Health has long been associated with adequate sleep quality and sleep quantity: studies have shown that an average sleep duration of 7 hours per night is strongly correlated to an improvement in human health . However, sleep problems affect nearly one in seven adults, especially individuals who regularly travel across time zones or have diseases including but not limited to Alzheimer’s disease and schizophrenia [2,3]. Melatonin is commonly used as a food supplement to treat jet lag related sleeping problems, but a number of studies have reported that it merely decreases sleep latency and does not increase total sleep episodes or sleep quantity [4–6]. Moreover, although sedative-hypnotic drugs such as pentobarbital and phenobarbital have also been used as sleep enhancers for treating insomnia, adverse effects such as potential drug dependence and drowsiness have limited their usage [7–9]. As a result, there is an unmet need for sleep enhancers without strong adverse effects in both scientific research and commercial applications.
Drosophila is an excellent model for human behavior, because it exhibits many different types of humanlike conduct, including fighting, learning and memory, and drug addiction [10–12]. Flies are also extensively used in circadian research: the first circadian gene, Per, was first discovered in Drosophila . In recent years, Drosophila has been favored as a model in the discovery of treatments regulating sleep and circadian rhythm, used parallel to conventional mouse and large animal models; key sleep parameters have been defined, and multiple different types of sleep deprivation (SD) approaches have been applied [14–16]. These approaches can be categorized into the following: sensory stimulation, circadian clock alteration, and genetic manipulation. Each SD stimulation approach has its own advantages and limitations. For example, physical vibrations can inflict significant levels of change in sleep, but can also cause non-specific side effects . While genetic activation of circadian neurons has minimal effects on sensory stimulation, it may also reduce the life span of flies . Therefore, different SD protocols must be adopted and modified to fulfill specific needs in different settings. In addition, herbs extracts have been used extensively in managing jet lag and disease related insomnia in Eastern Asia [18,19]. However, only a small percentage of these extracts have been tested in animal models, and an even lesser percentage have been tested in official clinical trials [20,21]. Therefore, developing a fly-based assay can provide a platform for evaluating distinct sleep parameters.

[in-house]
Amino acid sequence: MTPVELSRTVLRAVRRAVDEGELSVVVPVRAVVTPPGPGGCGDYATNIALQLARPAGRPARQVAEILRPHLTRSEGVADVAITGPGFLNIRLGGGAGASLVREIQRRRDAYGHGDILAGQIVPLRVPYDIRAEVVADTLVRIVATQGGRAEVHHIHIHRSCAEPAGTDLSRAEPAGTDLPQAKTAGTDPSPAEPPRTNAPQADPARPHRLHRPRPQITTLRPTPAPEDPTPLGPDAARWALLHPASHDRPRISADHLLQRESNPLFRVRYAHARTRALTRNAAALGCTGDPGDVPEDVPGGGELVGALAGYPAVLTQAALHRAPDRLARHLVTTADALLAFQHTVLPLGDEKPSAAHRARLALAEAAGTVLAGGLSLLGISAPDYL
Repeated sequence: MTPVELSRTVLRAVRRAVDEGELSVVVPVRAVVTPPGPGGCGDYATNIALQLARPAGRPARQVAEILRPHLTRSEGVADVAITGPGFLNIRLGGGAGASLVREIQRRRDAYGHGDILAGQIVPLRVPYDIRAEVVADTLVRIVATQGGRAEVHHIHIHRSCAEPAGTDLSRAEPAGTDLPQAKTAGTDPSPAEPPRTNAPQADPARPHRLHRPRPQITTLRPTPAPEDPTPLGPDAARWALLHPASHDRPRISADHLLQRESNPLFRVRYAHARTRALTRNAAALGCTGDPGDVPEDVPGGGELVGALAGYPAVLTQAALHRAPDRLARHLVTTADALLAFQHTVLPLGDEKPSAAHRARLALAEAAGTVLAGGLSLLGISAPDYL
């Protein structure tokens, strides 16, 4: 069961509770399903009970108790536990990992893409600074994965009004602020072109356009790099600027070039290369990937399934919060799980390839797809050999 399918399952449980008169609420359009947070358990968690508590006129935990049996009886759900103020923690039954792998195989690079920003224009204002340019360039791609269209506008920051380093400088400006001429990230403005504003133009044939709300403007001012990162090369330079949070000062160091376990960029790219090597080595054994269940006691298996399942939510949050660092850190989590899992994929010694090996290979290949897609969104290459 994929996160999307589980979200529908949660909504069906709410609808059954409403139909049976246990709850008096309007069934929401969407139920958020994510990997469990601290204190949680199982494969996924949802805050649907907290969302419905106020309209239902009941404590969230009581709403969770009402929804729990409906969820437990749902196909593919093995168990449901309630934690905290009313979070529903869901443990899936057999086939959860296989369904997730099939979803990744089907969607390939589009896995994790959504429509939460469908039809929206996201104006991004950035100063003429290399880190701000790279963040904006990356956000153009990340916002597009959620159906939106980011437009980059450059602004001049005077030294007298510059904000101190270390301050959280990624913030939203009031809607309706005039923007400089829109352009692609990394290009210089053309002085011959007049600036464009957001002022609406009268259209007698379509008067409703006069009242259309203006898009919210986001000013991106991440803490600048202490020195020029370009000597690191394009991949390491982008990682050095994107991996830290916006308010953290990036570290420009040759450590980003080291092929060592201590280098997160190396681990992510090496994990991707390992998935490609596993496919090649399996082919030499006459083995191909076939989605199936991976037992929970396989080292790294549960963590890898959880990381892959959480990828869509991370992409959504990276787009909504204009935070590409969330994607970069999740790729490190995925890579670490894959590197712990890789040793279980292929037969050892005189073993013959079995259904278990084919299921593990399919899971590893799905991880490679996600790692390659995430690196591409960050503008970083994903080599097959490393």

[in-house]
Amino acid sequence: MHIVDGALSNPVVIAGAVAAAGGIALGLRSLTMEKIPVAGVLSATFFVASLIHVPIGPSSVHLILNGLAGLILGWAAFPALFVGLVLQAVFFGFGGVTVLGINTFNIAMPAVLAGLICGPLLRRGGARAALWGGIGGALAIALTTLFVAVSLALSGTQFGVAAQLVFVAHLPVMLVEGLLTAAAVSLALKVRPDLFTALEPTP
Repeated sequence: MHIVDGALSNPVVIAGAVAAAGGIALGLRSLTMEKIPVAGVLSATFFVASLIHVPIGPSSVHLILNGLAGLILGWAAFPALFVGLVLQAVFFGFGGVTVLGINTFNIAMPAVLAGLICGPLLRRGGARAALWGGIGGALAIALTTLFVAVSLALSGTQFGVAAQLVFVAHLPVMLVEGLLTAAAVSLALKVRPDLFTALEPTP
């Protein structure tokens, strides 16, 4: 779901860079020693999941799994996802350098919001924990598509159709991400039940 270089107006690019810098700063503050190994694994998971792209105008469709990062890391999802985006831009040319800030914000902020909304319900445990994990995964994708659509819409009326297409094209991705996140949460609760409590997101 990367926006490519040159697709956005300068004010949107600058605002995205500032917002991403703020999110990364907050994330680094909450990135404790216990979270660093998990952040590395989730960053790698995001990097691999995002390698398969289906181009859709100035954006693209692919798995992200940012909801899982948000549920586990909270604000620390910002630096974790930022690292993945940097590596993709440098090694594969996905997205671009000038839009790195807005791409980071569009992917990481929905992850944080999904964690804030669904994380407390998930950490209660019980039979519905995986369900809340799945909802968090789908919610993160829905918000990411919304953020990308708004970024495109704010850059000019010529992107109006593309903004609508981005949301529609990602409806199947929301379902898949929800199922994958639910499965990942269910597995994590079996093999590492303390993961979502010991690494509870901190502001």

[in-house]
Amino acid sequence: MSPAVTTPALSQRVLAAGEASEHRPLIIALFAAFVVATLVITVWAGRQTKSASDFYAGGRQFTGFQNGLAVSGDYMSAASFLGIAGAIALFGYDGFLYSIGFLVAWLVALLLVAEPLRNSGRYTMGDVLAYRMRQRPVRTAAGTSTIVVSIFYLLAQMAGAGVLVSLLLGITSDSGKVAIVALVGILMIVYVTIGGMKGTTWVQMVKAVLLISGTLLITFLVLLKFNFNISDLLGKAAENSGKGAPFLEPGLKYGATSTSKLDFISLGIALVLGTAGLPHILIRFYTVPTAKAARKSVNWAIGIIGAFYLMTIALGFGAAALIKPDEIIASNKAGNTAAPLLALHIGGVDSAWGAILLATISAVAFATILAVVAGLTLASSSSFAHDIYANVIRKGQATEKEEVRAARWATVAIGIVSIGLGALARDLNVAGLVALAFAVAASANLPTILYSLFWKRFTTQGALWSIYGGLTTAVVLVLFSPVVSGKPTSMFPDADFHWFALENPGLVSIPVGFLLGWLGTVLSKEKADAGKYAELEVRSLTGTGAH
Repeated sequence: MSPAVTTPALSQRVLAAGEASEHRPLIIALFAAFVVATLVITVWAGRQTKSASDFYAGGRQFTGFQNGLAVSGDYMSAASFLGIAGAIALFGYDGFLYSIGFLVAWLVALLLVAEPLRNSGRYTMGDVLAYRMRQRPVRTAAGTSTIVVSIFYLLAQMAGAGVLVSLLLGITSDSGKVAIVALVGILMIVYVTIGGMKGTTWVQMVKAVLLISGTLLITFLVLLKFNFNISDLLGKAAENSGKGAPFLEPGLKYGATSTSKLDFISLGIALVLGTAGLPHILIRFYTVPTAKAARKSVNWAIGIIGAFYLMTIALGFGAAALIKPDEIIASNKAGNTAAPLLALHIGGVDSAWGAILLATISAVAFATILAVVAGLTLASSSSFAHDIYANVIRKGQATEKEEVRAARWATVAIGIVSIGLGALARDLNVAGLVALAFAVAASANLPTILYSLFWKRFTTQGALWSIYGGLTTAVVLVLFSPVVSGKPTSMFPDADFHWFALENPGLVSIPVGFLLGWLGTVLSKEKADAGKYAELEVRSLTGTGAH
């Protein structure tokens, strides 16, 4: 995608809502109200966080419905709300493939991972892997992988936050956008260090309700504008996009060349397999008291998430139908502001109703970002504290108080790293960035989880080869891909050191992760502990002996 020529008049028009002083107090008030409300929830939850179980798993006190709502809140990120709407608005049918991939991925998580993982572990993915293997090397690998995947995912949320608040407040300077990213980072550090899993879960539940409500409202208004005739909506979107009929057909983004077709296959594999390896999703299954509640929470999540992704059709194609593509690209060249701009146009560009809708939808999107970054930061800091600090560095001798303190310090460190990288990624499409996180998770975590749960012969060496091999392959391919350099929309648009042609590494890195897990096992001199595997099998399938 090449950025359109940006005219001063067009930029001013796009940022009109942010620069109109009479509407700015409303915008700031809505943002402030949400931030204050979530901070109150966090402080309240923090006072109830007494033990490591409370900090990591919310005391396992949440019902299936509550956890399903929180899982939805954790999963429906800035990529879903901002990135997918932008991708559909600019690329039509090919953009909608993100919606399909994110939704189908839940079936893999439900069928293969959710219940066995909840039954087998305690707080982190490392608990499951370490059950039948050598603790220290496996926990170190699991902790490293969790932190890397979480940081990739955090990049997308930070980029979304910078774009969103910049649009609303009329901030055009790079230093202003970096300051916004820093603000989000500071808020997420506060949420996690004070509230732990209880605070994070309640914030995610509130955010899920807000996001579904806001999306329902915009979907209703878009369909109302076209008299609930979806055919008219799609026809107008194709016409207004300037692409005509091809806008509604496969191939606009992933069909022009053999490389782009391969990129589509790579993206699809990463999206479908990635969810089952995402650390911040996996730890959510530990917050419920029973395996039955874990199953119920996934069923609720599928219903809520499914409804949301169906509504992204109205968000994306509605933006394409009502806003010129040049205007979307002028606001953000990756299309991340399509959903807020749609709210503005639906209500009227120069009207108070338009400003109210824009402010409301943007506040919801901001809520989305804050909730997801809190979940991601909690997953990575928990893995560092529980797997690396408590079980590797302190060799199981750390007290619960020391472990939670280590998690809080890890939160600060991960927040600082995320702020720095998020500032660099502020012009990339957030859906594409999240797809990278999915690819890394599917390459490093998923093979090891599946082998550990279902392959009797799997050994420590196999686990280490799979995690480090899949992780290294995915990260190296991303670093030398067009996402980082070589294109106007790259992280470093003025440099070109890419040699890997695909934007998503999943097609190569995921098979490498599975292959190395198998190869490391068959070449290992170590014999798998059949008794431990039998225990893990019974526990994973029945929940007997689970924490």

In this study, we used the Drosophila Activity Monitoring System (DAMS) to take time-lapse recordings of daily fly activity. Multiple SD protocols mimicking different biological scenarios were examined and compared. We selected a daytime light deprivation protocol (Dark-dark daily cycle, DD) mimicking jet lag to conduct drug screening and create profiles for sleep regulation. Additionally, we utilized a Drosophila Alzheimer’s disease (AD) model overexpressing human Abeta peptide in the central nervous system [22–24] in the screening process, and found that the screening portfolios of the herbal extracts were quite different from control files. Viewed in junction, potential drug candidates and receipts for sleep problems can be identified separately for control or AD Drosophila populations, and also in other populations if combined with the use of other genetic disease tools.
Materials and methods
The isogenic line of w1118 (isoCJ1) was used as a control in all experiments and is referred to as control flies. The expression of human Ab42 peptide in Drosophila was performed by a genetic cross of the UAS-hAbeta42 line and the elav-GAL4c155 line (an ubiquitous neuronal expressing Gal4 line), and the offspring strain will be referred to as AD flies [22–24]. All flies were reared at 25 ºC and 50% relative humidity in a 12-hour light and 12-hour dark cycle (LD) condition.